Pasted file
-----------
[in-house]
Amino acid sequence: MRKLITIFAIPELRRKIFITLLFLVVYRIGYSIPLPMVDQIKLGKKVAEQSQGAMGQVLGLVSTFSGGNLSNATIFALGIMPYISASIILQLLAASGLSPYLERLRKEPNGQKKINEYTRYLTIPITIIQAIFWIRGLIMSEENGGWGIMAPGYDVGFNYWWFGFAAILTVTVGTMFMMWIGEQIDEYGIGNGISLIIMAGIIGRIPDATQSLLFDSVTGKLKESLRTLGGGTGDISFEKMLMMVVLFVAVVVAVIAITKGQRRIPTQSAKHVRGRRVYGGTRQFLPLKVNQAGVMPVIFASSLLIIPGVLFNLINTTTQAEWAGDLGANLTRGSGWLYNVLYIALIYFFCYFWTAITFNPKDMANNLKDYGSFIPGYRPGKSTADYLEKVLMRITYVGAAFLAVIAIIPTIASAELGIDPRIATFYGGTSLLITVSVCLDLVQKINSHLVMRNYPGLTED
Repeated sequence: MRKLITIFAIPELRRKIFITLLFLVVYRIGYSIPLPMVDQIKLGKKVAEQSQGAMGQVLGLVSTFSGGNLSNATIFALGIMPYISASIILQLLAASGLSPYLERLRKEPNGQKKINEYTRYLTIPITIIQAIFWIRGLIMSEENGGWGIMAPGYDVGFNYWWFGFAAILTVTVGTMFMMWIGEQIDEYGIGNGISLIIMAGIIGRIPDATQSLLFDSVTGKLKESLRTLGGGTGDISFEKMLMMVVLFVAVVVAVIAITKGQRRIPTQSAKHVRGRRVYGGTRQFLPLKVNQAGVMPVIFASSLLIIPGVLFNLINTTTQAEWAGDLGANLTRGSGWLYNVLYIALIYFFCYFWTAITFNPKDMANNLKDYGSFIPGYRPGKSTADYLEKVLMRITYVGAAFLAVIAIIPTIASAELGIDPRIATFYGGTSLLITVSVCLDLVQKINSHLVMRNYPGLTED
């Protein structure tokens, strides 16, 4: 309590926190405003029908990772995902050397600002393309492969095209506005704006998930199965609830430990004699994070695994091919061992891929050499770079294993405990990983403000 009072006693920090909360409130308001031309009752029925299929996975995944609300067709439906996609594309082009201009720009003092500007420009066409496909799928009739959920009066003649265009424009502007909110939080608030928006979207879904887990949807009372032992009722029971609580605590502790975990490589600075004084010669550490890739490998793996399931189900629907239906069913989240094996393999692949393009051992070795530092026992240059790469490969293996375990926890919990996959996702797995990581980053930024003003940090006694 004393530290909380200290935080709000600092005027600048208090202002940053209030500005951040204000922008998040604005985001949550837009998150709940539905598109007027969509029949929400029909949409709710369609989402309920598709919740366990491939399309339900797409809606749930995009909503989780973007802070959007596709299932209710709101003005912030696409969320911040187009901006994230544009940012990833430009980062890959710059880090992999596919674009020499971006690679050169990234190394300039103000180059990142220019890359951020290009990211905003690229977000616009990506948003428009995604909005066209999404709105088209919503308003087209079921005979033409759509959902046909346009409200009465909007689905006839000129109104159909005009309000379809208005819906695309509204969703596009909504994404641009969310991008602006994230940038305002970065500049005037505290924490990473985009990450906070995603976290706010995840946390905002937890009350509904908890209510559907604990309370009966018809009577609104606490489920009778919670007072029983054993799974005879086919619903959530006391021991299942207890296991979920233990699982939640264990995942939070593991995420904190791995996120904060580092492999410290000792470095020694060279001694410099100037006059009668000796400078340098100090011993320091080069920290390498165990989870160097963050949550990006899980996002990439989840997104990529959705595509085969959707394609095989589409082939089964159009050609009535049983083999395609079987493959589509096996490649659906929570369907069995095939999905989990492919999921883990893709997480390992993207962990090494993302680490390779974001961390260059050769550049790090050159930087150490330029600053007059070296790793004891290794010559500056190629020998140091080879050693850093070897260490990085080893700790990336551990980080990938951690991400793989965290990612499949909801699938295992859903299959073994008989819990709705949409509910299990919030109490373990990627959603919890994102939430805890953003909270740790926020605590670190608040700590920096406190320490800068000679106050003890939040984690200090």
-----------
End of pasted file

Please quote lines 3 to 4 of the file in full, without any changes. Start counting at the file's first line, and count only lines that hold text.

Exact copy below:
Repeated sequence: MRKLITIFAIPELRRKIFITLLFLVVYRIGYSIPLPMVDQIKLGKKVAEQSQGAMGQVLGLVSTFSGGNLSNATIFALGIMPYISASIILQLLAASGLSPYLERLRKEPNGQKKINEYTRYLTIPITIIQAIFWIRGLIMSEENGGWGIMAPGYDVGFNYWWFGFAAILTVTVGTMFMMWIGEQIDEYGIGNGISLIIMAGIIGRIPDATQSLLFDSVTGKLKESLRTLGGGTGDISFEKMLMMVVLFVAVVVAVIAITKGQRRIPTQSAKHVRGRRVYGGTRQFLPLKVNQAGVMPVIFASSLLIIPGVLFNLINTTTQAEWAGDLGANLTRGSGWLYNVLYIALIYFFCYFWTAITFNPKDMANNLKDYGSFIPGYRPGKSTADYLEKVLMRITYVGAAFLAVIAIIPTIASAELGIDPRIATFYGGTSLLITVSVCLDLVQKINSHLVMRNYPGLTED
């Protein structure tokens, strides 16, 4: 309590926190405003029908990772995902050397600002393309492969095209506005704006998930199965609830430990004699994070695994091919061992891929050499770079294993405990990983403000 009072006693920090909360409130308001031309009752029925299929996975995944609300067709439906996609594309082009201009720009003092500007420009066409496909799928009739959920009066003649265009424009502007909110939080608030928006979207879904887990949807009372032992009722029971609580605590502790975990490589600075004084010669550490890739490998793996399931189900629907239906069913989240094996393999692949393009051992070795530092026992240059790469490969293996375990926890919990996959996702797995990581980053930024003003940090006694 004393530290909380200290935080709000600092005027600048208090202002940053209030500005951040204000922008998040604005985001949550837009998150709940539905598109007027969509029949929400029909949409709710369609989402309920598709919740366990491939399309339900797409809606749930995009909503989780973007802070959007596709299932209710709101003005912030696409969320911040187009901006994230544009940012990833430009980062890959710059880090992999596919674009020499971006690679050169990234190394300039103000180059990142220019890359951020290009990211905003690229977000616009990506948003428009995604909005066209999404709105088209919503308003087209079921005979033409759509959902046909346009409200009465909007689905006839000129109104159909005009309000379809208005819906695309509204969703596009909504994404641009969310991008602006994230940038305002970065500049005037505290924490990473985009990450906070995603976290706010995840946390905002937890009350509904908890209510559907604990309370009966018809009577609104606490489920009778919670007072029983054993799974005879086919619903959530006391021991299942207890296991979920233990699982939640264990995942939070593991995420904190791995996120904060580092492999410290000792470095020694060279001694410099100037006059009668000796400078340098100090011993320091080069920290390498165990989870160097963050949550990006899980996002990439989840997104990529959705595509085969959707394609095989589409082939089964159009050609009535049983083999395609079987493959589509096996490649659906929570369907069995095939999905989990492919999921883990893709997480390992993207962990090494993302680490390779974001961390260059050769550049790090050159930087150490330029600053007059070296790793004891290794010559500056190629020998140091080879050693850093070897260490990085080893700790990336551990980080990938951690991400793989965290990612499949909801699938295992859903299959073994008989819990709705949409509910299990919030109490373990990627959603919890994102939430805890953003909270740790926020605590670190608040700590920096406190320490800068000679106050003890939040984690200090």